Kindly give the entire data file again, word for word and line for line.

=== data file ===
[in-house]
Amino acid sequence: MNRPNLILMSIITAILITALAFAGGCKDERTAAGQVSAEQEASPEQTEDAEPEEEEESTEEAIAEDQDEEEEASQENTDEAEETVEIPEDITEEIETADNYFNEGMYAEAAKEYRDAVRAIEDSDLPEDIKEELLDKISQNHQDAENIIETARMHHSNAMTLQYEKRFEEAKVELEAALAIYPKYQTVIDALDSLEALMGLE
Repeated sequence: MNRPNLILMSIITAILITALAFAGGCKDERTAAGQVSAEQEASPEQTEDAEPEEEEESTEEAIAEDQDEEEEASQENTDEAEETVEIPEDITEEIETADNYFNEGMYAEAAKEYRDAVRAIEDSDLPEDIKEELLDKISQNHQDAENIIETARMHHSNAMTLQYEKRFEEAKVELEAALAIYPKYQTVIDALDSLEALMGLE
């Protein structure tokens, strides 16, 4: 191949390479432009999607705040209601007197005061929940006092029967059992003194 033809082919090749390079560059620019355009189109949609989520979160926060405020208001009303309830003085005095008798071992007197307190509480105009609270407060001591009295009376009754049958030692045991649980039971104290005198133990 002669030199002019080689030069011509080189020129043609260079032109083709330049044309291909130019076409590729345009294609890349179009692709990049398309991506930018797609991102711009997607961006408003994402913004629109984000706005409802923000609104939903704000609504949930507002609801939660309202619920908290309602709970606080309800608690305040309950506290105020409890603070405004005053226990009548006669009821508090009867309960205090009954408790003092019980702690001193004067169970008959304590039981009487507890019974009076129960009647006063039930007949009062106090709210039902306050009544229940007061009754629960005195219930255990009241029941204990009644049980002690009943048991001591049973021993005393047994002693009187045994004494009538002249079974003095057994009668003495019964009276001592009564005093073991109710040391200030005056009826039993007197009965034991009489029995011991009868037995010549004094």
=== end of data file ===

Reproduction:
[in-house]
Amino acid sequence: MNRPNLILMSIITAILITALAFAGGCKDERTAAGQVSAEQEASPEQTEDAEPEEEEESTEEAIAEDQDEEEEASQENTDEAEETVEIPEDITEEIETADNYFNEGMYAEAAKEYRDAVRAIEDSDLPEDIKEELLDKISQNHQDAENIIETARMHHSNAMTLQYEKRFEEAKVELEAALAIYPKYQTVIDALDSLEALMGLE
Repeated sequence: MNRPNLILMSIITAILITALAFAGGCKDERTAAGQVSAEQEASPEQTEDAEPEEEEESTEEAIAEDQDEEEEASQENTDEAEETVEIPEDITEEIETADNYFNEGMYAEAAKEYRDAVRAIEDSDLPEDIKEELLDKISQNHQDAENIIETARMHHSNAMTLQYEKRFEEAKVELEAALAIYPKYQTVIDALDSLEALMGLE
């Protein structure tokens, strides 16, 4: 191949390479432009999607705040209601007197005061929940006092029967059992003194 033809082919090749390079560059620019355009189109949609989520979160926060405020208001009303309830003085005095008798071992007197307190509480105009609270407060001591009295009376009754049958030692045991649980039971104290005198133990 002669030199002019080689030069011509080189020129043609260079032109083709330049044309291909130019076409590729345009294609890349179009692709990049398309991506930018797609991102711009997607961006408003994402913004629109984000706005409802923000609104939903704000609504949930507002609801939660309202619920908290309602709970606080309800608690305040309950506290105020409890603070405004005053226990009548006669009821508090009867309960205090009954408790003092019980702690001193004067169970008959304590039981009487507890019974009076129960009647006063039930007949009062106090709210039902306050009544229940007061009754629960005195219930255990009241029941204990009644049980002690009943048991001591049973021993005393047994002693009187045994004494009538002249079974003095057994009668003495019964009276001592009564005093073991109710040391200030005056009826039993007197009965034991009489029995011991009868037995010549004094």